Sabrina Zeidan:

So I was looking for something where you can just type the name of the page and have it monitored. And that’s what it does. You just type in the title of the page, whether it’s a WooCommerce product, or it’s a page, a post, or any other custom post type, and you set it. And then you have it monitored every day. Right now, it uses page speeds API, and it tells you largest content full paint, which is the time when the largest content on your page, whatever it might be, whether it’s a slider, or it’s the header image, or anything, it shows the time when this largest content on your page is loaded. And this way, you have not only a homepage monitored, but the whole site monitored, and you see the average number for …

Sabrina Zeidan:

Oh, I can hear a dog. It’s Amy’s dog. Okay. We defined. Right. We had [inaudible 00:19:33] a year ago, and I adopted a dog just a week before that. And I was too nervous to leave her at home alone, so I took her with me to [inaudible 00:19:47], to the whole day of conference. She was there, and everyone was playing with her, and looking at her, taking care of her, walk and stuff. And then there was after party. Right? So she was with us, as well. Then after after party, we went up to after party, to the night club. And she was sleeping in the night club under all these bags. Yeah. That was fun.

Angela Bowman:

That’s so adorable.

Angela Bowman:

Hi women in WP listeners. This is Angela with a quick message from our sponsor, WPRemote. WPRemote is a dedicated care plan platform that can help fuel your agency’s growth with maintenance care plans for your clients’ websites. WPRemote provides an automated workflow for you to manage multiple sites from a central dashboard with one-click updates, incremental backups, automated malware scans, firewall, uptime monitor, and more. WPRemote is created by the same great folks behind Blog Vault, MalCare and Migrate Guru. Save time, increase your revenue, and make your clients happy by trying WPRemote for free today at wpremote.com/womeninwp. And now, on with the show.

Angela Bowman:

In developing your plugin, what kind of skills did you need? Did you need to know PHP? What kind of technical skills did you have, and what did you need to learn in order to create that plugin?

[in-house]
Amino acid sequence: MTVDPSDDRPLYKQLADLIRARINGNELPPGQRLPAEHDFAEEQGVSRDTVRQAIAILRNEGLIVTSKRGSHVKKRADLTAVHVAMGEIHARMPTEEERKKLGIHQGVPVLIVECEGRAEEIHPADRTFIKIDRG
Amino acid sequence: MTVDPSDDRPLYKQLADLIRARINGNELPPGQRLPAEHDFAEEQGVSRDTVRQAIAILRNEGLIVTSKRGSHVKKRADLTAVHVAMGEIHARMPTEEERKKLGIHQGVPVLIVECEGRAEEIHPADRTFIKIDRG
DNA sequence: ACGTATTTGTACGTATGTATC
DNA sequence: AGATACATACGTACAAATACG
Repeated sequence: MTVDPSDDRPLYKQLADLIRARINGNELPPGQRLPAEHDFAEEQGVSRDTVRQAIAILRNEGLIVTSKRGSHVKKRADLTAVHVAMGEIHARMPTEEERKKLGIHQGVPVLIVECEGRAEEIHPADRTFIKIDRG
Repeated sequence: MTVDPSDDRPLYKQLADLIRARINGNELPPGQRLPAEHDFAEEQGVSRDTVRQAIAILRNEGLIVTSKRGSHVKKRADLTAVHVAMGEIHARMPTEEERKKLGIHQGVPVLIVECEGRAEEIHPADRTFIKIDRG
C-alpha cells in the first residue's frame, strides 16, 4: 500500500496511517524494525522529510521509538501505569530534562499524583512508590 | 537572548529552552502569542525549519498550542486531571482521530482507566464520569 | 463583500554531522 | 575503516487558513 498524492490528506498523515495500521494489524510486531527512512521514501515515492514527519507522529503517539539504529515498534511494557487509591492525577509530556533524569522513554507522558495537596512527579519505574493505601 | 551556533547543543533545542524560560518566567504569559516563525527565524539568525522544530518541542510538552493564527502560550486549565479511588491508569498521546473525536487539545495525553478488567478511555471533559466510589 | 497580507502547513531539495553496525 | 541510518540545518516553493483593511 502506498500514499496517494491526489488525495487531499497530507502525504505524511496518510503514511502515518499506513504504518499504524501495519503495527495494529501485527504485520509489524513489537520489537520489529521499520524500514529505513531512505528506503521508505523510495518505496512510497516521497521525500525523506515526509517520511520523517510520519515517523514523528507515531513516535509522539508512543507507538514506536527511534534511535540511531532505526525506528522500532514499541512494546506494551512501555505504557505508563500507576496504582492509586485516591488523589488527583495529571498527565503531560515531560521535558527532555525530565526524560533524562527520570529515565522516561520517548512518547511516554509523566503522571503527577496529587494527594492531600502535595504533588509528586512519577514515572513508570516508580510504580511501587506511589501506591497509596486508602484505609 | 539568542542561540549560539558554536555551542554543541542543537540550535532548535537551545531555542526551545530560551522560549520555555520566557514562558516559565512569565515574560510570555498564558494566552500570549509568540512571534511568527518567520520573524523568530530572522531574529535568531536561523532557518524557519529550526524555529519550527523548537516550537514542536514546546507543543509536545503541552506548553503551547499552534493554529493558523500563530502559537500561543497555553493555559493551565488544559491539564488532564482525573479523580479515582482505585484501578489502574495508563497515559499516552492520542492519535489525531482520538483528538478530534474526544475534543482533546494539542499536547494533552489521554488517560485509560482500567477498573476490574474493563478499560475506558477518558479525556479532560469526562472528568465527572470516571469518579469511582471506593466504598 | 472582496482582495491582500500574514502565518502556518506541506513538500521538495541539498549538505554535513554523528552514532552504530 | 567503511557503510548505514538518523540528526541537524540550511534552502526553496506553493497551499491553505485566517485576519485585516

Sabrina Zeidan:

Yeah, you definitely need to know some, I’m not saying I’m a huge experts in PHP, but you need to know how to code, obviously. It depends on what your plugin is doing. There are some pretty easy plugins to build, but they give a lot of value for users. Let me think of some sample. You know these plugins that will insert something in your header or footer. This is super easy to build this kind of plugin, but for people who are not coders, this plugin can be really, really valuable. My plugin is not, unfortunately, it’s not like this. It was a little bit harder to build it, but I used Boiler Plate for that, and it took a whole lot of me. And also I used API. First it was Web Page Test API, and now it’s [inaudible 00:22:38] API. So I just needed to bundle all this together and to produce a product.

Angela Bowman:

That’s amazing, because when we interviewed Stephanie Wells with Formidable Forms and we were talking about how few women plugin developers there were in the wordpress.org repo, and she said, “Women just need to just do it. Just do it. You can always get help with it. Women just need to have the courage to just, if you do see a problem, and you want to solve it, then take that step and make it happen.” And that’s really amazing that you decided to do that. Did you feel that in doing that, did you have to learn anything? Was there anything that you felt like you really hit your head up against, as you were going through the process, that you did need to stretch yourself in the process?